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Assess the reasons why the USA reacted strongly to Castro(TM)s revolution in Cuba.

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Assess the reasons why the USA reacted strongly to Castro's revolution in Cuba. When Fidel Castro replaced the pro-American Fulgencio Batista as leader of Cuba in 1959, many Americans were alarmed. A revolutionary movement had displaced a loyal dictator only 80 miles from the US mainland. Although many American business interests were threatened by Castro's promises to rule Cuba for Cuban interests rather than American one, there was no indicator at this stage that Cuba would become the source of superpower rivalry which threatened the World with nuclear war. The sheer proximity of Cuba to the USA was a crucial factor in American concern about the direction taken by Castro. There was a fear that Cuba would become a model of anti-American authority in the Western Hemisphere and the lessons learned in Havana would be copied throughout Central and South America. The 1825 Monroe Doctrine stated that no part of the Americas should fall under foreign domination, America's greatest fear was that Cuba could provide a platform for communism and Soviet influence on their own doorstep. ...read more.


The most notorious example of US over-reaction was the Bay of Pigs in April 1961 when CIA backed Cuban exiles invaded Cuba but, due to a failure of US air and naval support, were easily captured or killed. This was a major setback for Kennedy at the start of his term of office, especially as the Soviets had achieved the first Cosmonaut in space in the same month. The Bay of Pigs convinced Castro of the need for further Soviet support, defensive military aid as well as economic assistance. It was the placing of offensive nuclear weapons on Cuba in 1962 which evoked the strongest reaction from Washington. Here SS-4 and SS-5 missiles were placed within range of all major US cities, when they were identified on 16 October, Kennedy formed ExComm to discuss the level of US response to the threat placed on the USA by missiles so close to their shores. Even though Soviet ICBM's could provide just as much of a threat, and the USA had missiles on the Soviet border in Turkey, the perception of having nuclear warheads so close to home alarmed the US Government and public. ...read more.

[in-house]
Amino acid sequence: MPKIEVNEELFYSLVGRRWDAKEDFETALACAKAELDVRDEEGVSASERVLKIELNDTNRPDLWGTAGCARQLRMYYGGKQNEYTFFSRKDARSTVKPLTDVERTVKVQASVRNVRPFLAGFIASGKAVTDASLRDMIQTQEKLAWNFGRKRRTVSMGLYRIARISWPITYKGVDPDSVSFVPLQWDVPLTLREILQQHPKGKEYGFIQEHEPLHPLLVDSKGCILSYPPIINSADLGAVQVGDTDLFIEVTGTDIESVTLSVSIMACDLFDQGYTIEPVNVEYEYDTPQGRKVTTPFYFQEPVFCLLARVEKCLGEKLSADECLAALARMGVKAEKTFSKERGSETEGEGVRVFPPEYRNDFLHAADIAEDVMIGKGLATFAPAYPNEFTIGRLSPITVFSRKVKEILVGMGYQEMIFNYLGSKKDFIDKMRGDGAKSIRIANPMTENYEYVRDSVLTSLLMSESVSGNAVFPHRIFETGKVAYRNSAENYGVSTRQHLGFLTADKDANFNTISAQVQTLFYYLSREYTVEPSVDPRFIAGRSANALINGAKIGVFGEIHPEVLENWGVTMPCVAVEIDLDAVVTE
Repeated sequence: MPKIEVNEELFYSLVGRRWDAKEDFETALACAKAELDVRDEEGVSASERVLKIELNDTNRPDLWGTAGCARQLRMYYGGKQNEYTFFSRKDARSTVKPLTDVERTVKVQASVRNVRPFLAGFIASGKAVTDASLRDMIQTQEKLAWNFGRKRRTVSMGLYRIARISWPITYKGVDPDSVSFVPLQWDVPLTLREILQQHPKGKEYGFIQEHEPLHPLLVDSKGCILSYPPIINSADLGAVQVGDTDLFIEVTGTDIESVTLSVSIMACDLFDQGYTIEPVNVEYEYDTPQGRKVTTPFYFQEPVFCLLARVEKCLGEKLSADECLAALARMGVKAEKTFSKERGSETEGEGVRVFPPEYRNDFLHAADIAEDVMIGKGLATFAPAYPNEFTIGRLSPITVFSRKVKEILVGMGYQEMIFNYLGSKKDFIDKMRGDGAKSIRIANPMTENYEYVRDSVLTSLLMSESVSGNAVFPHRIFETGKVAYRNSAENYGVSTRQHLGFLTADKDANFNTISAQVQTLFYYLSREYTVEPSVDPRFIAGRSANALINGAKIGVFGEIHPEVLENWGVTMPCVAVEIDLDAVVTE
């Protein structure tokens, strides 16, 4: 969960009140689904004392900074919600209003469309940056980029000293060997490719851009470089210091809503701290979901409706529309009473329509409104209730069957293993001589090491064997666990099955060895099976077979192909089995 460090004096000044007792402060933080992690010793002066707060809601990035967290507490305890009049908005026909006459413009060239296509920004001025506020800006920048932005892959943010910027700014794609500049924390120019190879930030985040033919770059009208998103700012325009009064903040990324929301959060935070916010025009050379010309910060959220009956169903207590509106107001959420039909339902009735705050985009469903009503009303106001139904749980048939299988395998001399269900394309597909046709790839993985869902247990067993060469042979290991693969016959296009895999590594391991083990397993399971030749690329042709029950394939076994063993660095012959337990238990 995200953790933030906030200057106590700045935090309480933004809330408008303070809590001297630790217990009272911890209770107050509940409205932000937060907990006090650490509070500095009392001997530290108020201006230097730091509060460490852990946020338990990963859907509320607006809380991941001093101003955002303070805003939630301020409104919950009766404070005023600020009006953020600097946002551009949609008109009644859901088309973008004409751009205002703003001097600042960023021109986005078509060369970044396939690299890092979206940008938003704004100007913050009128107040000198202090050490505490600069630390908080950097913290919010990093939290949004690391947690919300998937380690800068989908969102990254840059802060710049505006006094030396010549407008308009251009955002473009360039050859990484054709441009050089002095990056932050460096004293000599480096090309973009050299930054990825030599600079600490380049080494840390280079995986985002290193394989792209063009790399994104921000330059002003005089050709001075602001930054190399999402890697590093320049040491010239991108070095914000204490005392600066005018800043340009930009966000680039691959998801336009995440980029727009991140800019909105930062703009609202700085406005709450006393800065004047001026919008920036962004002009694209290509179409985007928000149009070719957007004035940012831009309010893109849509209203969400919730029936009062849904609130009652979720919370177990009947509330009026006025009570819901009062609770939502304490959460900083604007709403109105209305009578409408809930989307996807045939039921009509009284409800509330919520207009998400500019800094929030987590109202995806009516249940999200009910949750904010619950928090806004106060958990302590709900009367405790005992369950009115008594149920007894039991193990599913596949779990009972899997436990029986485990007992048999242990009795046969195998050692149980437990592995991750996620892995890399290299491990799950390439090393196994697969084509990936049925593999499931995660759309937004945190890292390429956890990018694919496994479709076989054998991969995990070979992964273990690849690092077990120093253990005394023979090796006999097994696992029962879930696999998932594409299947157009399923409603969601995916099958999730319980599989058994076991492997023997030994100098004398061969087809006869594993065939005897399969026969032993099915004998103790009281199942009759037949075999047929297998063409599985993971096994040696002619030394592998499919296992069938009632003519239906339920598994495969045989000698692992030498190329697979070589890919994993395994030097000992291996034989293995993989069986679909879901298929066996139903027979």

Both Kennedy and Khrushchev were unwilling to take the decision to make the Cuban issue one resolved by nuclear exchange. Had more aggressive forces within ExComm been allowed to launch a surgical strike or an invasion then the outcome could have been devastating. In public, the perception was one of success for the US in October 1962, but Castro would remain in place to present an alternative to US domination in the Americas, with Soviet backing. In many respects the US precipitated the crisis in 1962 as a result of earlier hostility shown towards Castro. The US believed it needed to act strongly against Cuba in order to prove its dominance in its own sphere of influence and to ensure the US public that it was not losing the Cold War. Miscalculations about Castro's initial intentions forced Cuba into Soviet hands and through the Bay of Pigs led to the placing of offensive nuclear weapons on Cuba. The presence of these weapons was intolerable to US interests and resulted in the strongest reaction in order to show the US could stand up to Soviet encroachment in the Cold War, especially in its own back yard. ...read more.

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